Jimmie says | Of mice and men
“The best laid schemes o’ mice an’ men / Gang aft agley”.
(The best laid schemes of mice and men / Often go awry.)
– Taken from Robert Burns’ poem, To a Mouse .
Part of a line embedded in Robert Burns’ Scots-language poem, ‘To A Mouse’ (1785), was used a century and a half later as the title for John Steinbeck’s novella, ‘Of Mice and Men’. The line reads: “The best-laid schemes of mice and men, Go oft awry, And leave us nothing but grief and pain, For promised joy.”
Last week’s reference to an even older literary piece, ‘Three Blind Mice’, got the expected reaction, bruised egos, from those who were only able to see through the lens of mice, not men, unwilling to concede that the local horse-racing industry needs to hit the reset button, an extensive overhaul, not an in-and-out-running committee Band-Aid.
Local racing, without a doubt, has one of the most diverse levels of direct participation among professionals from every facet of Jamaican society imaginable, an unrivalled reservoir of human resources going to waste.
Take, for example, Anthony Shoucair being named as part of a three-man panel of the ‘resurrected’, but operationally blind, in-and-out-running committee.
Shoucair, a former Jamaica Racing Commission (JRC) chairman, and deputy chair of the Betting, Gaming and Lotteries Commission, has conducted extensive work and forged international relationships, producing a paper on the importance of establishing a National Stud in Jamaica.
All this work was done while Shoucair was at the JRC before joining Supreme Ventures Racing and Entertainment Limited (SVREL) in January 2018 as general manager, racing operations, a virtual front-row seat to witness the ongoing decline of the racing population at Caymanas Park.
Though he was now cast at the front of the battle, Shoucair’s paper, which should have become a blueprint for resurrecting the base of local racing, the breeding industry, was left somewhere at the JRC, shovelled into File 13 at Winchester Road while the commission’s vet’s list, which should really be a ‘culled’ list, spilled to two pages of lame horses on racedays.
One would have thought Shoucair’s return to the JRC presented hope of urgently drawing on his previous work, an invaluable resource, coupled with his knowledge of being on the ground at Caymanas Park, to put together a National Stud Committee, inviting participation from SVREL, The Thoroughbred Owners and Breeders Association (TOBA), Ministry of Agriculture, Ministry of Finance and what should be a suite of agencies to establish a self-sustained institution on some of the same government lands being earmarked for brick-and-mortar development by his relative, Joseph Shoucair.
Instead, Shoucair, who could talk all day about his advanced work on establishing a National Stud to mirror those in Ireland and Britain, along with the pedigree of horses needed to revive the local stock, is being asked to take stock of losing favourites and jockeys’ excessive use of whips.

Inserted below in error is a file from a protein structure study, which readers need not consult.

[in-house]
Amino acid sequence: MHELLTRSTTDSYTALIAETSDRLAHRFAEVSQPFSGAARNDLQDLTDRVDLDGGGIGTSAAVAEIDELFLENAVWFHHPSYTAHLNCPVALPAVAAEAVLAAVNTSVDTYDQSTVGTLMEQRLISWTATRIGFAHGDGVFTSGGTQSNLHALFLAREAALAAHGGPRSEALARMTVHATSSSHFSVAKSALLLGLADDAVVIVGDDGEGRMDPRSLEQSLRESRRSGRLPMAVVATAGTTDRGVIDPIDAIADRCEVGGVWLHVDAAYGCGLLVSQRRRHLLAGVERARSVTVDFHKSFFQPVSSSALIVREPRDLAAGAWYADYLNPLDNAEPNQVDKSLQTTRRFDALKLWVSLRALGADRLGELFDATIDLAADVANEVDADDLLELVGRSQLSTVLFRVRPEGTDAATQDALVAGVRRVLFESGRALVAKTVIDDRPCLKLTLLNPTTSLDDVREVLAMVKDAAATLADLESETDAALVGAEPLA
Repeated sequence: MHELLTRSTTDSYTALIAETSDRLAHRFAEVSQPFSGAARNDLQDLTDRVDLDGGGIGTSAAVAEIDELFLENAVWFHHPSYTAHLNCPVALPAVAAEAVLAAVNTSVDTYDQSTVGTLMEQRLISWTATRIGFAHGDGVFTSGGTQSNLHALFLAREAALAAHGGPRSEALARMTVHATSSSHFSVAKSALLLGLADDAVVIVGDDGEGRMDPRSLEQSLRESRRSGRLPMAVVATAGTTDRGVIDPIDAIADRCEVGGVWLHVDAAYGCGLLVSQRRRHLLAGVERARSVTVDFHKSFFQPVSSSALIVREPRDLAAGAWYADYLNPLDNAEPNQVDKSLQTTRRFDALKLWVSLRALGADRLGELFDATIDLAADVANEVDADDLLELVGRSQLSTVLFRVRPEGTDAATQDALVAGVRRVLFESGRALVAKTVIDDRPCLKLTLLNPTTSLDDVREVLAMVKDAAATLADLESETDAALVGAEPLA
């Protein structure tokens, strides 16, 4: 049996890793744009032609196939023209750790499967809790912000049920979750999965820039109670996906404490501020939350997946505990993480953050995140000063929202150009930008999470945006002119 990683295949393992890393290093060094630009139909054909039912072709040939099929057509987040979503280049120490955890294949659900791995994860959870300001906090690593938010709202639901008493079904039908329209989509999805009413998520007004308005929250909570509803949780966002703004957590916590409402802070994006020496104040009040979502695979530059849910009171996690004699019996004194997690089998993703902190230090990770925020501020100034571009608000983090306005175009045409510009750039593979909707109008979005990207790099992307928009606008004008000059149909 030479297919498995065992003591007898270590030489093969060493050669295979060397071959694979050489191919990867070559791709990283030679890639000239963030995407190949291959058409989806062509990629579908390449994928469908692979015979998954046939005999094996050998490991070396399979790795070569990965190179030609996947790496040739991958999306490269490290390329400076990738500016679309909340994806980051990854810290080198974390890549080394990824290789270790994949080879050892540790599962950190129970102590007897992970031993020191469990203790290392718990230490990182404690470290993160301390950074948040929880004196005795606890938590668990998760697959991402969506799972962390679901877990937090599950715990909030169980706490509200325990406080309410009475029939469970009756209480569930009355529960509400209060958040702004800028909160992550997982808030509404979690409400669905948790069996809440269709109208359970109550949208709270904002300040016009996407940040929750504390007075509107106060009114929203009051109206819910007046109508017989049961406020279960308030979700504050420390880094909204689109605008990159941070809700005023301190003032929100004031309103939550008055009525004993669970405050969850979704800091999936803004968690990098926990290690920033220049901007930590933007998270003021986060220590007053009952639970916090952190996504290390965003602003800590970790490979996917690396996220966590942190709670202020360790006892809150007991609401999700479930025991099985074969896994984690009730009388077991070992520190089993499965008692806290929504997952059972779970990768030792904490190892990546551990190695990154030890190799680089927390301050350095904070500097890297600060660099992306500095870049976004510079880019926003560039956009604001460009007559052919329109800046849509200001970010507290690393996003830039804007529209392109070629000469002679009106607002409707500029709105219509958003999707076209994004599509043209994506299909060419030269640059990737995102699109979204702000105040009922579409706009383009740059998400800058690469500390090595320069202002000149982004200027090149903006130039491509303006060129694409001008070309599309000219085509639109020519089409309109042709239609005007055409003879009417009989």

In two days of racing, last Saturday and Monday, there were 23 lame horses on the vet’s list. On Saturday, six were from one race, a five-furlong straight event, including the winner and runners-up. The vet’s list has 11 slots. Since the racemeet of May 27, there has been possibly two days that all slots weren’t filled in, a total of 68 horses returning lame on punters’ money for the last seven racedays, bar one or two couldn’t leave their stalls after being declared to start.
Shoucair says one of the concerns the JRC had at the time when his paper was up for discussion was the effect a National Stud would have on private breeders. If there was ever a non-starter in the room, whoever raised that issue certainly had a major problem seeing past their possibly conflicted nose.
Let’s digest this ‘concern’. The JRC, which has had to stop culling lame horses in fear of insufficient starters to fill racemeets, forcing the promoter to stage three and four-furlong straight races for paraplegics, some not making it to the winning post, is of the opinion that a National Stud would be unfair competition to private farms.
So what of the daily selling races, with price tags of $150,000 to $1 million (claiming races) at Caymanas Park? Is that fair competition for breeders, or is it that someone is afraid that those who participate in the claiming game of chasing 10 half-sound horses all year will finally get equal opportunities to bid on quality horses at a public National Stud sale instead of scraps left over from the annual TOBA Yearling Sale?
Private farms could possibly be the biggest winners should a National Stud be established. Instead of the Airbnbs they have now become, private farms could resume investing in importing quality mares under a duty-free arrangement to be served by National Stud stallions.
A National Stud built on the models of Ireland and Britain would be a boon for the entire racing industry and all its sub-sectors, including human capital, offering international training and certification in every aspect of equine management and care, programmes which should involve the Ministry of Education, skills-training institutions such as HEART Trust/NTA and tertiary bodies.
Shoucair has it all on paper. He is now back at the JRC, the regulatory authority for local racing. In-and-out-running committee? Will the racing industry really sit back and exit COVID-19 with blinkers and a tongue tie fitted?
Ainsley ‘Jimmie’ Walters has been covering horse racing for more than 25 years for the Gleaner Company (Media) Limited and is the editorial and production coordinator for the Track And Pools race form.